St. Paul explains well the charity we need in the Legion, and common sense extends the divine command to love one another into all areas of our lives. Correction should be rare, and in private, and only given if the other is willing to receive it. Before correction, consult someone else more senior in the Legion. Encouragement is key.
Legionaries are ready enough to honour in a general way the duty of loving their fellow-members, but sometimes do not remember that it must include an attitude of kindliness towards seeming shortcomings…. Self-suppression must be the basis of all work in common.
“7. THE RELATIONS BETWEEN MEMBERS
“Legionaries are ready enough to honour in a general way the duty of loving their fellow-members, but sometimes do not remember that it must include an attitude of kindliness towards seeming shortcomings. Failure in this direction will deprive the praesidium of grace, and may have the dire effect of causing others to discontinue membership.
“And, on the other hand, all should be sensible enough to realize that their membership is something quite independent alike of the fact that they have a President or colleague whom they find pleasant or the reverse, and of real or imagined slights or lack of appreciation, or of disagreements, or rebukes, or of other accidental circumstances.
“Self-suppression must be the basis of all work in common. Without it even the best workers may threaten the organization. Those serve the Legion best, who moderate their own individuality and adapt themselves most completely and most harmoniously to the system. On the other hand, he that says something or does something that departs from the sweetness which should characterise the Legion, may be opening an artery with fatal results. Let all, then, watch that they do those things which fall to the centre, not from it.
“When discussing the attitude of legionary to legionary there is special need to refer to what are lightly, but incorrectly, called the “petty jealousies.” Jealousy is seldom petty in itself. It means acid in the individual heart. It enters all but universally into human relations, poisoning them. In the malevolent, it is a fierce and maddening force which can perpetrate most dreadful things. But likewise, it tempts the unselfish and the pure of heart through their sensitive and loving natures. How hard it is to see oneself displaced by others, outpaced in virtue or in performance, put aside in favor of the young! How bitter is the contemplation of one’s own eclipse! The best of souls have felt that secret pang, and have learned from it their own amazing weakness. For that bitterness is really smoldering hate, and near to bursting into destructive flame.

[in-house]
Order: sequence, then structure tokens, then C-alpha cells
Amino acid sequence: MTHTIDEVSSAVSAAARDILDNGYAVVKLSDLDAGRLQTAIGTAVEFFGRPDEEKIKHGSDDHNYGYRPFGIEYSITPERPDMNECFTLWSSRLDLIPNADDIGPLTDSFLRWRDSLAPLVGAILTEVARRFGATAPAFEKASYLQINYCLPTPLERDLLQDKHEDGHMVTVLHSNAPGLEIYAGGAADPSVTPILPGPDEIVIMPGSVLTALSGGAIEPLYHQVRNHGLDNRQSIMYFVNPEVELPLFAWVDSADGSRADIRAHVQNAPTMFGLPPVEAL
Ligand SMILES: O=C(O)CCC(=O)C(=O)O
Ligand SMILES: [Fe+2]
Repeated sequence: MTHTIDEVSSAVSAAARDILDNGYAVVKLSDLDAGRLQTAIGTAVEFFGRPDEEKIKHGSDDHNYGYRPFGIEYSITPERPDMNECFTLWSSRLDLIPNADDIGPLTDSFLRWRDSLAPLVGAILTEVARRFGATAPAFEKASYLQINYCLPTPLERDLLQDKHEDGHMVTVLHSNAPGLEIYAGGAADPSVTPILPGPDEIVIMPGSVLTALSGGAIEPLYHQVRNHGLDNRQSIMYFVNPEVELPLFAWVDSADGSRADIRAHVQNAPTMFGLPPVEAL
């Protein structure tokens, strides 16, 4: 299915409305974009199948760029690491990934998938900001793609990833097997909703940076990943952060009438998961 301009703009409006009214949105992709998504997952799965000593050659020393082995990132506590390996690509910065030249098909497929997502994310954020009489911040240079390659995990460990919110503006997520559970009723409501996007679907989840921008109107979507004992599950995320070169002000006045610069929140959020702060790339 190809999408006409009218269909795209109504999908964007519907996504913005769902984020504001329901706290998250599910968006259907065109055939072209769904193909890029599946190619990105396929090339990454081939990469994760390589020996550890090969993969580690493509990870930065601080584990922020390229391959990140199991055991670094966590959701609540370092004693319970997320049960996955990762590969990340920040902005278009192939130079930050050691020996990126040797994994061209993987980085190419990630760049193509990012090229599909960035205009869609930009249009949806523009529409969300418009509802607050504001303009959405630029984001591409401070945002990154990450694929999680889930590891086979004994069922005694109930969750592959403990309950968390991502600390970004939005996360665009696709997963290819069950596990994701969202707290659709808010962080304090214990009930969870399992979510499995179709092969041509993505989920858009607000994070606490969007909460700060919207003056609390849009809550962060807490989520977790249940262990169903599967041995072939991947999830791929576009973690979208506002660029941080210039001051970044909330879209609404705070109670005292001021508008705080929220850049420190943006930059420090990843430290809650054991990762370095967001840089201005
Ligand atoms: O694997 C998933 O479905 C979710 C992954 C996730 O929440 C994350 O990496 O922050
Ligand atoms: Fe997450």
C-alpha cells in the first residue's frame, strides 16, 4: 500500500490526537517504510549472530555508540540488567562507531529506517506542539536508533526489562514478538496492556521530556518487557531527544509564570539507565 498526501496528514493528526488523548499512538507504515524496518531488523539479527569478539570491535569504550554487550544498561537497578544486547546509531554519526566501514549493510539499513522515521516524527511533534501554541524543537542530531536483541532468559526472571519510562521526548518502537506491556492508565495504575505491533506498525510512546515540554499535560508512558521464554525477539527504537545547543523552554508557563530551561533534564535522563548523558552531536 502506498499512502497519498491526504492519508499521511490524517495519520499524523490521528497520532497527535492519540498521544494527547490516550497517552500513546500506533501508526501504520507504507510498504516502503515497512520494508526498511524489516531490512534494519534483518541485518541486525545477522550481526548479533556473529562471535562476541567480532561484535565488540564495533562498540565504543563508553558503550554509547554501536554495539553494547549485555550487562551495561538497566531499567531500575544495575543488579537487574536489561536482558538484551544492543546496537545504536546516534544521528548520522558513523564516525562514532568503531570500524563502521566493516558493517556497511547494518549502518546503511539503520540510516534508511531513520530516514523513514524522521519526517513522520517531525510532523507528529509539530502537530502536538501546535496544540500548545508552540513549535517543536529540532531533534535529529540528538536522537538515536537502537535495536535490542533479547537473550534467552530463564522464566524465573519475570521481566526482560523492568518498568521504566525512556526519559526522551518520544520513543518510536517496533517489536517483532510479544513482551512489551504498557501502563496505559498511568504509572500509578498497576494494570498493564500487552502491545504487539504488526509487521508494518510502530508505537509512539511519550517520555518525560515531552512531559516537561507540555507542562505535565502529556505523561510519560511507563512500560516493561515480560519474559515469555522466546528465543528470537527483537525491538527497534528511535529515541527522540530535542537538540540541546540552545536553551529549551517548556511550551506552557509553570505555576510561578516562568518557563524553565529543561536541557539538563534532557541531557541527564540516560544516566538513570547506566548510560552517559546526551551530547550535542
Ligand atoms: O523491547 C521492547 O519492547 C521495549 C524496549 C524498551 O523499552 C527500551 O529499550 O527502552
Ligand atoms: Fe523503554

“Relief may lie in trying to forget. But the legionary must aim at higher things than such a peace. He must be satisfied with nothing less than victory, a vastly meritorious conquest over stark nature arrayed in battle, the transformation of the half- hate of envy wholly into Christian love. But how can such a wonder be achieved? It will be done by putting into force the fulness of legionary duty to his fellow-members and to those around him, in each of whom he has been taught to see and reverence his Lord. Each sting of jealousy must be met by this reflection:
“That person, whose increase has caused my pain, is none other than the Lord. My feelings, therefore, must be those of St. John the Baptist. My joy is filled that Jesus is exalted at my expense. He must increase, but I must decrease.
“That outlook is heroically holy. It is the raw material for a destiny. What glorious scope it gives to Mary to free from every stain of vanity a soul through which the light will shine unto others (Jn 1:7), for her fashioning of yet another selfless envoy to prepare the way before the Lord! (Mk 1:2)
“A precursor must always desire his own eclipse by him whom he announces. An apostle will always see with joy the growth of those around him, and will never think to measure their uprise against his own. He is no apostle who wishes growth to all, except when that growth casts shadow on his own! That jealous thought would show that self is first when self is touched, whereas self in the apostle must be always last. Nay more! the spirit of envy cannot co-exist with true apostleship. “
The Handbook – CHAPTER 33 BASIC DUTIES OF LEGIONARIES